Cities, states, and school districts around the country have also responded with initiatives of their own, often focusing on better ways to help more young men of color stay on track in school, find opportunities to work, and make healthier life choices. President Obama’s decision to establish a federal task force adds even more momentum and national leadership to a cause vital to America’s future.

“Many men of color are already working to make their communities better by helping young people reach their full potential,” explained Alberto Ibargüen, president of the John S. and James L. Knight Foundation. “They are truly assets to any community, and one of the best ways to help young men succeed is to invest in, connect, and celebrate these grassroots leaders who are already making a difference.”

How the New Initiative Will Work

In addition to ongoing ($150 million) and new ($200 million) investments in programs that help young men of color succeed, the ten foundations are also each committing $750,000 to build the infrastructure to undergird a more lasting multi-sector initiative. This initial funding will help to find and rapidly spread solutions in areas such as early child development and school readiness, parenting and parent engagement, third grade literacy, educational opportunity and school discipline reform, interactions with the criminal justice system, ladders to jobs and economic opportunity, and healthy families and communities. The initiative will also endeavor to change the often-damaging narrative about boys and young men of color, and to promote effective public policy solutions. 

Over the next 90 days, the foundations will assess which approaches have the highest potential to help the greatest number of young men. Those insights will be used to develop a blueprint for action that can leverage existing and new contributions from philanthropy, nonprofit organizations, faith-based institutions, the business community and ordinary citizens.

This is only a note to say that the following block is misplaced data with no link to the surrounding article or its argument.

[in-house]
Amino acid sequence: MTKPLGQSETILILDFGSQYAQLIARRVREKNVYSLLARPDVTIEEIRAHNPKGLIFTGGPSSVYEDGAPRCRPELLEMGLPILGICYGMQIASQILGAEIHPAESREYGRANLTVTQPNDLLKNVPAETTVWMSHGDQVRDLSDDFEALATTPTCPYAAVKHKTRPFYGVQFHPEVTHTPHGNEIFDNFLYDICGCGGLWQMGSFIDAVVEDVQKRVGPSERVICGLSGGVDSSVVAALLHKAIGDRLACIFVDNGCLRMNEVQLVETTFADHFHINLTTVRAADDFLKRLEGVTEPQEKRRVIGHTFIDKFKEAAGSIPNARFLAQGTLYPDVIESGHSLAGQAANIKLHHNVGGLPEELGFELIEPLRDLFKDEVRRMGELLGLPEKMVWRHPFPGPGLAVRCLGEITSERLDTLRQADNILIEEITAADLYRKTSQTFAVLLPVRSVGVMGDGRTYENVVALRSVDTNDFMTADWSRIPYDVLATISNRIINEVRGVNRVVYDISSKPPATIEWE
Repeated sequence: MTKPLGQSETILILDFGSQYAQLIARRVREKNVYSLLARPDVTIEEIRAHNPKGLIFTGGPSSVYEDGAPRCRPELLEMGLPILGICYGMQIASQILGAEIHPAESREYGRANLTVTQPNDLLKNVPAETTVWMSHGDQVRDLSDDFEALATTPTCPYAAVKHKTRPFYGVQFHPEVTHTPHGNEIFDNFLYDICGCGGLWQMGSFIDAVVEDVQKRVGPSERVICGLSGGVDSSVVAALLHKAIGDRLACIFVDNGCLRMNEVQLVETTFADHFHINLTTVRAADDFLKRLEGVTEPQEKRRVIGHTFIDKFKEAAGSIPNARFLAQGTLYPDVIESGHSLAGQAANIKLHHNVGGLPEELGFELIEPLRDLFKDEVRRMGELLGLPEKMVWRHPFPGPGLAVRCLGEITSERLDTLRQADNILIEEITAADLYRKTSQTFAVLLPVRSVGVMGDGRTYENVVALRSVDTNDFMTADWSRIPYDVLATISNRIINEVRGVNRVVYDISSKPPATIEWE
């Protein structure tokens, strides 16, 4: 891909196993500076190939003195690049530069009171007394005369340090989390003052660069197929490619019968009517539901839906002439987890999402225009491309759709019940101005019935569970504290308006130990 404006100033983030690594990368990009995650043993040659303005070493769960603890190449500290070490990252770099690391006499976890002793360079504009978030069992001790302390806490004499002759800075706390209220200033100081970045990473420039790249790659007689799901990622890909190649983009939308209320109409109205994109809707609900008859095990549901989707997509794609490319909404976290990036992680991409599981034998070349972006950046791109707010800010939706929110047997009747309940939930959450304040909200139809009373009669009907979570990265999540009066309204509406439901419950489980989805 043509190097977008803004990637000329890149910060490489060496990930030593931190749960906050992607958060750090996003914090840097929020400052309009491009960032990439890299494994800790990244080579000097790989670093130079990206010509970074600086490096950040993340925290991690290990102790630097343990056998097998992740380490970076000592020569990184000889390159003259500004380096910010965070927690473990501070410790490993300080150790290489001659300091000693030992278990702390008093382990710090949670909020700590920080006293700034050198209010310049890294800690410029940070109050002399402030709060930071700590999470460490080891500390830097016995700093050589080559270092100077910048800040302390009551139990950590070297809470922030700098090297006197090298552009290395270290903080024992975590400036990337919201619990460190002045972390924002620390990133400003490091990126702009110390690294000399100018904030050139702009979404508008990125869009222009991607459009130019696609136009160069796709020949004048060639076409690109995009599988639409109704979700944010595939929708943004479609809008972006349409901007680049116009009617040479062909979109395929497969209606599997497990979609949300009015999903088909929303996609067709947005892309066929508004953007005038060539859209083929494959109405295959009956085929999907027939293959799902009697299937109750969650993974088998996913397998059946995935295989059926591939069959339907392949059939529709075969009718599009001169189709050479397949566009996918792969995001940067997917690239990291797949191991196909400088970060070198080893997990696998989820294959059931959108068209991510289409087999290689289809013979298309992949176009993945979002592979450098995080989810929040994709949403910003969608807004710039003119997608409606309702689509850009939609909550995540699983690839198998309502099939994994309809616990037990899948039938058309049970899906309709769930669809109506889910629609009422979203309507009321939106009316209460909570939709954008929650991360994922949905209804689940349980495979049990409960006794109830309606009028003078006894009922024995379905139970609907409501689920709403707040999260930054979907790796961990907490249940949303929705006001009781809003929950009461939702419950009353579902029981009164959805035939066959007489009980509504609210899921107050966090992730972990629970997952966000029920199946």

“As a father of three sons and grandfather of one, I understand the need for all boys and young men to have opportunities so they can grow to become successful and healthy,” said Arthur Blank, owner of the Atlanta Falcons and co-founder of The Home Depot. “As a businessperson, it just makes sense that we invest where it matters most: in our future workforce, communities and country.”

About the Robert Wood Johnson Foundation

For more than 40 years the Robert Wood Johnson Foundation has worked to improve the health and health care of all Americans. We are striving to build a national culture of health that will enable all Americans to live longer, healthier lives now and for generations to come. For more information, visit www.rwjf.org. Follow the Foundation on Twitter at www.rwjf.org/twitter or on Facebook at www.rwjf.org/facebook.

Media Contacts

Melissa Blair

Robert Wood Johnson Foundation (609) 627-5937

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Forward Promise

Black men should embrace the broadest definition of health, including how health can fuel their educational and economic ambitions, their dreams, and their well-being.

—Keon L. Gilbert, DrPH, MA, MPA, assistant professor in the Department of Behavioral Science & Health Education at St. Louis University's College for Public Health and Social Justice, on "The Invisible Man"